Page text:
[Marxism] Some strategies that were wrong in the past are becoming right now

ehrbar at marx.economics.utah.edu ehrbar at marx.economics.utah.edu
Mon Jul 13 13:37:16 MDT 2015


In our debate around Greece, the environmental crisis has rarely been
mentioned.  This cannot be right.

The environmental crisis is not only a problem of capitalism, it is a
problem of any modern industrialized production system.  In addition to
the unfair distribution of wealth under capitalism, modern industrial
production is creating too much waste and has too many unintended side
effects on the ecosystem to be sustainable.  We must transition to a
much lower environmental footprint in production and consumption.
Socialism can no longer just mean eliminating the capitalist privileges,
but it also means profound changes of the industrial production system:
living closer to the land, abandoning some luxuries and the throw-away
mentality, enjoying more companionship, culture, free time, and security
instead of toys and stress and isolation.

Looked under this angle, Greece is not poor.  It has some traditional
wealth that needs to be preserved and protected against the world wide
land and resource grabs of a capitalist system which is looking for
additional natural resources to throw into the black hole of globalized
industrial production.  Greeks live close to land and sea, have
community, enjoy culture and leisure more than lots of stuff --- these
are treasures that must be recognized and protected.  Therefore
privatizations must be resisted as much as possible, workers rights and
safety nets must be preserved.

The environmental crisis is here.  It is global and needs global
remedies.  In a socialist system, it would be much easier to change
human behaviors towards sustainability, than in capitalism.  But there
is no time to institute socialism first, we have to do the best we can
in a capitalist system.  Despite neoliberal ideology, a stronger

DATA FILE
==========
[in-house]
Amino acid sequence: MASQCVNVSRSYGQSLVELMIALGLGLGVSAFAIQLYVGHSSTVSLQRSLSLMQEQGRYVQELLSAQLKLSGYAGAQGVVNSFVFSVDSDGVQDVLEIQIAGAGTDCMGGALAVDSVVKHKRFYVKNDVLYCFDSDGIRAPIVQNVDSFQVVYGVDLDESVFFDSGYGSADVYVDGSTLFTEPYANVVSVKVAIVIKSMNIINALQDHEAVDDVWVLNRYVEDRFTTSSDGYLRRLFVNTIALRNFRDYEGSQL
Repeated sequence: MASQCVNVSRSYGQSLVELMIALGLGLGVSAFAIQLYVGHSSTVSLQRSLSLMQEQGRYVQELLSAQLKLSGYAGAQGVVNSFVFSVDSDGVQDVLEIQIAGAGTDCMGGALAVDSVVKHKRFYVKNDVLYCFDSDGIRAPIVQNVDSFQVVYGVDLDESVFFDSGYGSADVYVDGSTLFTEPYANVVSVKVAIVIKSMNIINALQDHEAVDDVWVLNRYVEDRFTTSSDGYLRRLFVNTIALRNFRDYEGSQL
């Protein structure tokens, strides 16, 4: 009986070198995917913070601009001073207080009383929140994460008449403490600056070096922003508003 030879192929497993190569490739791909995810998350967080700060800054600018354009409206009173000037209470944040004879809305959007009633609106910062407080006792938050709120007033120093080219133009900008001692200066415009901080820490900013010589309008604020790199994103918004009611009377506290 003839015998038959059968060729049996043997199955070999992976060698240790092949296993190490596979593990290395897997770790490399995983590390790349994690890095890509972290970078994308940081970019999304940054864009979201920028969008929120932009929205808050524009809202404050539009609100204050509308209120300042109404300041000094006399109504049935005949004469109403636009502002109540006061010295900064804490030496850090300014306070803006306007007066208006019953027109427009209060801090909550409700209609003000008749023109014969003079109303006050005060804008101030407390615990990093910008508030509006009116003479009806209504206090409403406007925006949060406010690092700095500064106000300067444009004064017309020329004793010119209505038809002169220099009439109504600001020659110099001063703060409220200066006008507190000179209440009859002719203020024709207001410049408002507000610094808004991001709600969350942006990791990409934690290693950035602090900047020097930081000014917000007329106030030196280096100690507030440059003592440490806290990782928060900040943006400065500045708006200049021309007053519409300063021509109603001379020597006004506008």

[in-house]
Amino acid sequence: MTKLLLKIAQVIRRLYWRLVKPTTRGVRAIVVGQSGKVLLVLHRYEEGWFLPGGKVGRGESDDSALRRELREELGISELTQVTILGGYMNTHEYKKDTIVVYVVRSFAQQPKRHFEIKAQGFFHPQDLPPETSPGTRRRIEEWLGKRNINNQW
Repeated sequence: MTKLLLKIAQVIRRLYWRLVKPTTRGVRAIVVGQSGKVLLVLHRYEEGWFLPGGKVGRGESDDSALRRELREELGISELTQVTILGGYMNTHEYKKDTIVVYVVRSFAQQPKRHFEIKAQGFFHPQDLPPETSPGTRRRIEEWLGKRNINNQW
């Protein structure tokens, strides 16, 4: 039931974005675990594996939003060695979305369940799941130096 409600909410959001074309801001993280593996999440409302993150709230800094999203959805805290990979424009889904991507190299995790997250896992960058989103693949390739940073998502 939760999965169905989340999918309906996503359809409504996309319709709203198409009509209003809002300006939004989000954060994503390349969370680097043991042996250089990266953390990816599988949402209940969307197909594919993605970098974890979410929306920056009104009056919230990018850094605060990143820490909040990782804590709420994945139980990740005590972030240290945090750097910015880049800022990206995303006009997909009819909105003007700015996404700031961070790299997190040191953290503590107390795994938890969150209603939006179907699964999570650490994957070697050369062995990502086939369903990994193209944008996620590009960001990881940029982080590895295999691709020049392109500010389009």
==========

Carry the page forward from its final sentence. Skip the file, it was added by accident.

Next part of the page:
"pro-active" state is needed which can put limits to capitalist
excesses.  Therefore Socialists must re-think the relation between
reform and revolution.  Instead of smashing the state and creating an
entirely new system from scratch, the road to socialism will go towards
reforming the state, making democracy more participatory, and
eliminating corruption and greed in favor of defending human rights
against capitalist intrusion.

As long as the capitalist system was rich enough to buy off any reform,
and vibrant and flexible enough to integrate all opposition forces,
socialists had to fight "reformism."  But the environment is throwing
the capitalist system into deep crisis because it is making continued
capitalist growth impossible.  Capitalism no longer has enough money to
buy out opposition, and some of its destructions cannot be papered over
with money: capitalism cannot buy out people whose health is destroyed
by pollution.  Due to its inability to lead in humanity's most serious
crisis ever, the entire capitalist system is losing its mass support
more and more.  Therefore it is not wrong for today's anticapitalists to
embrace reforms.  At the height of the capitalist era, reforms could not
make a dent in the coherent and successful system of capitalist
relations.  Today reforms can make big differences.  They can push back
capitalism and create openings for alternatives to capitalism.

One of the major obstacles which makes environmental reforms so difficult
under capitalism is the fact that there is no world government.
Competition between national states punishes those who try to preserve
the environment.  Against these systemic obstacles, the EU has played a
pioneering role in environmental protection and innovation, which put
the other world powers under pressure to follow suit.  Therefore the EU
and its institutions should not be abondoned or smashed, but they are an
arena of class struggle which deserves our attention.

Thank you for reading, if you have read this far.

Hans G Ehrbar



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